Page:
Are you experiencing ankle pain without any obvious cause?
Just imagine, you're out for a walk when suddenly a pain shoots through your ankle for no apparent reason!
Without an obvious injury, you may be wondering where the pain is coming from. Although this situation may seem strange, it is not unusual. One study estimates that about 15% of middle-aged and older people experience frequent ankle pain. Although, younger people are also susceptible to ankle pain. If you experience sudden ankle pain without injury, there may be a medical cause for your discomfort. Learn more about the possible causes of sudden ankle pain and home remedies for treating it.
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Why Does My Ankle Suddenly Hurt For No Reason?
Injured tendons or nerves, tendinopathy, infection, and stress fractures can be some of the reasons.
If you have recently changed shoes, frequently wear high heels, have flat feet, or play sports with repetitive stress on your legs and ankles, such as runners or hikers, sudden ankle pain is common.
With osteoarthritis, the cushion of cartilage between two bones gradually wears away, causing the bones to rub against each other which is painful. You may also have some stiffness and tenderness.
Lupus is another autoimmune disease that causes inflammation. It tends to cause swelling, muscle pain, and joint pain in various parts of the body, including the feet and ankles.
Gout is a type of inflammatory arthritis that occurs due to the accumulation of uric acid crystals in the joints. It most commonly affects the big toe, but can and often does affect other joints, including the ankle.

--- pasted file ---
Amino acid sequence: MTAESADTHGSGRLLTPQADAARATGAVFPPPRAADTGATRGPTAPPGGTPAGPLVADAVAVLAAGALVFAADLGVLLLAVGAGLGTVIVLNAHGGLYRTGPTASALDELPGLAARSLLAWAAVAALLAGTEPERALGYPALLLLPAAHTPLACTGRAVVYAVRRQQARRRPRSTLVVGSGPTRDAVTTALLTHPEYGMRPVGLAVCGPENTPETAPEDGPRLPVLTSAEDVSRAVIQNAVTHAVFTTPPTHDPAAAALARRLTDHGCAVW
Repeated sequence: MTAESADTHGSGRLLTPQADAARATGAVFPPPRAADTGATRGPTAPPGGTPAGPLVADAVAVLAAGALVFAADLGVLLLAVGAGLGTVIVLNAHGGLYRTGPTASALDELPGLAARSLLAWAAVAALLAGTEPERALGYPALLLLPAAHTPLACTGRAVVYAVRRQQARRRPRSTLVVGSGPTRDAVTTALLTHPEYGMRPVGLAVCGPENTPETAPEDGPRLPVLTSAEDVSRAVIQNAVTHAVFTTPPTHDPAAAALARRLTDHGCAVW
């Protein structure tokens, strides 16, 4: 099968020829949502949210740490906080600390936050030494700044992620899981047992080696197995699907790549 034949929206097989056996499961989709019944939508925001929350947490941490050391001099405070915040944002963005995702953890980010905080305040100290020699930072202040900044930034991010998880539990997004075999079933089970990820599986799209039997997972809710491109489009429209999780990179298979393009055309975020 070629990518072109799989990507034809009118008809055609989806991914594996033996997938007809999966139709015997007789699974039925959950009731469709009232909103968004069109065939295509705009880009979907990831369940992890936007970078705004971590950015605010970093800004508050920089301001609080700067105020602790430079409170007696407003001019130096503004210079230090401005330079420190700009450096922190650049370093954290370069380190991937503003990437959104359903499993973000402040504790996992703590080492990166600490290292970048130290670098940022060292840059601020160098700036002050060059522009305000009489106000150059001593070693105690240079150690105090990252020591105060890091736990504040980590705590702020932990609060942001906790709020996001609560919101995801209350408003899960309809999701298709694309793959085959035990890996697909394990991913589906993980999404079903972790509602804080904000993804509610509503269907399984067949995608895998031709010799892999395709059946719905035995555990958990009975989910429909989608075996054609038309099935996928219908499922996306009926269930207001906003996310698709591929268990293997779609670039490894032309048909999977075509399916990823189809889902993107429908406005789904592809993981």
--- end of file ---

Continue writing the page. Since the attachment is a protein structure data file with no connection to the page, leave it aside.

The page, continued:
If the pain is located at the back of the heel, you may be experiencing Achilles tendonitis.
Flat feet, in which the arch of the foot has little curvature, and high arches, in which the arch of the foot has an exaggerated curvature, can change the way you walk. This often puts pressure on other areas of the foot to compensate for the uneven arch.
Try the following methods to help treat your ankle at home:
If the pain is due to injury, provide first aid to control swelling and pain. Rest the ankle. Put ice for about 20 minutes and repeat three times a day. Compress the ankle, but not too tightly, by placing an elastic bandage.
Ankle pain can be treated with nonsteroidal anti-inflammatory drugs (NSAIDs), corticosteroids, pain relievers, and other over-the-counter pain relievers.
Crutches and walkers are helpful for mobility and rest.
Exercises facilitated by a physical therapist can help restore ankle strength and flexibility.
When Does Foot or Ankle Pain Need Medical Attention?
If you can't treat the pain yourself or have a condition that could affect your joints or soft tissues, you may need further investigation. Consider meeting a doctor if,
The pain does not improve in the initial few days.
The pain is getting worse
It's still causing problems after two weeks of self-care.
You have sores that do not heal
The skin has changed color, especially if it has turned dark blue or black.
The foot has changed shape or is swollen.
You have a high temperature or feel hot and chilly
It is red, hot, or swollen, as you may have an infection.
The problem keeps coming back or lasts more than three months
Having an inflammatory condition, such as rheumatoid arthritis or scleroderma
You have diabetes
You are taking steroids, biologics, or other medications that affect your immune system.
Ankle pain can be too debilitating if not addressed on time. It affects your mobility and speed, both. Get it treated and enjoy a painfree life.